Is it possible to have students use their cell phones in class to learn languages even with no internet connection? Oh, yes, IT IS.
Yesterday afternoon, during a workshop I presented to Cultura Inglesa Uberlândia teachers, Ana Cláudia, a colleague of mine, shared a very creative activity she has tried with her students. I'll call it Secret SMS.
These are the steps we followed:
1. Ana Claúdia asked each teacher/student present for their cell phone numbers and wrote them on a whiteboard we had in class.
2. Then, she asked us to choose one of the numbers on the board to write a text message to. The message should include 2 things we did last weekend.
3. Once everyone had written the message, she gave an OK for us to send it.
4. The student who got more messages was the winner and got a candy.
5. She then explained that in class, she elicited the messages students got on their cells and wrote them on the board calling attention to verbs in the past.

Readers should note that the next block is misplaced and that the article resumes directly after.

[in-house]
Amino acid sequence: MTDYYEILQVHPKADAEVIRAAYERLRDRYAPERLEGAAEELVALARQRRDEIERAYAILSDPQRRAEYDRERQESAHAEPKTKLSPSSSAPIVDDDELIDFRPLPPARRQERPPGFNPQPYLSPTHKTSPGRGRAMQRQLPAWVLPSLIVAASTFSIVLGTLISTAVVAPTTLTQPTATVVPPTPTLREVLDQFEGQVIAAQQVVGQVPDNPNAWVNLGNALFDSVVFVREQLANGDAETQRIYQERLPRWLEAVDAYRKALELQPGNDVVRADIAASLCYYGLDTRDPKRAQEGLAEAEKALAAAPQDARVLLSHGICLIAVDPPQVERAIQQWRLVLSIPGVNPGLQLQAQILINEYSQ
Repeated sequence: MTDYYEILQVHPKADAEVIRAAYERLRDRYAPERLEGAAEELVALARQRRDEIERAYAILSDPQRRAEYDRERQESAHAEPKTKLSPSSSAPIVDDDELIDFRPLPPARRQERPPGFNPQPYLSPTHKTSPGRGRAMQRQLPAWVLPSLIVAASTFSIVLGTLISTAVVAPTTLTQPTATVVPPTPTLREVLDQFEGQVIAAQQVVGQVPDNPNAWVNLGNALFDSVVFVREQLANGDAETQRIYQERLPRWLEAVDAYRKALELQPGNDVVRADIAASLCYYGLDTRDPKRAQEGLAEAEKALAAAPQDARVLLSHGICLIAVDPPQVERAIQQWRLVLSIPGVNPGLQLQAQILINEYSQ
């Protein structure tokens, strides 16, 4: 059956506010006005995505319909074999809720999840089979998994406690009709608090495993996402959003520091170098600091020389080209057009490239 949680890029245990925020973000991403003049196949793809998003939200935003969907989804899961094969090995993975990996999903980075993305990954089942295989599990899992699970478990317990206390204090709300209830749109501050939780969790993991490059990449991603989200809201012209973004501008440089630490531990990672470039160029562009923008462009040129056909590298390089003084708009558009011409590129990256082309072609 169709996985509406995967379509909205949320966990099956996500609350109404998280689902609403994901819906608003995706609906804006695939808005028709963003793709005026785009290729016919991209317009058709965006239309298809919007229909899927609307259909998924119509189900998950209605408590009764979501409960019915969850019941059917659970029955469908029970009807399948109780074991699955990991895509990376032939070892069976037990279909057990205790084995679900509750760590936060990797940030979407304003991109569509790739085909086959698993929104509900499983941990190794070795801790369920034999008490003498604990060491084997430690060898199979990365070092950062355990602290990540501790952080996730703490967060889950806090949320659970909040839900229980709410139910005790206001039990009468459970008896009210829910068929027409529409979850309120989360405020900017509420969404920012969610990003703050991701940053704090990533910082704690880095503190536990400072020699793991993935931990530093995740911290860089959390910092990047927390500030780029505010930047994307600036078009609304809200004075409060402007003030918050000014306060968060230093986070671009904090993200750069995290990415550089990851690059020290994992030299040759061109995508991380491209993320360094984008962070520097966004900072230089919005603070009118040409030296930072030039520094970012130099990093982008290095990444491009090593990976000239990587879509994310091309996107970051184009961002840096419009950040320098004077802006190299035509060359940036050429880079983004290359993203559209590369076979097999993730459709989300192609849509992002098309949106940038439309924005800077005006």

- As we don't know who sent us the message, students could then stand up, mingle and try to find the sender of the message by asking questions such as:
"Did you go to the cinema last weekend?" "Did you eat out last weekend?""
- Instead of writing the phone numbers on the board, the teacher could ask students to write their names and cell phone number on a slip of paper. Then, after collecting all slips with phone #s, the teacher would hand one number to each student, making sure no one got their own number. Each student would send a message to the cell phone number they got (this way all students would get a message). Again, as a follow-up, students could mingle to try to discover the sender of the message.
- The teacher would write his cell phone number on the board and ask students to write a message (with their names) to send to the teacher using specific vocabulary, structure or topic. When teacher says OK, they all send the message. The first message the teacher receives is the winner.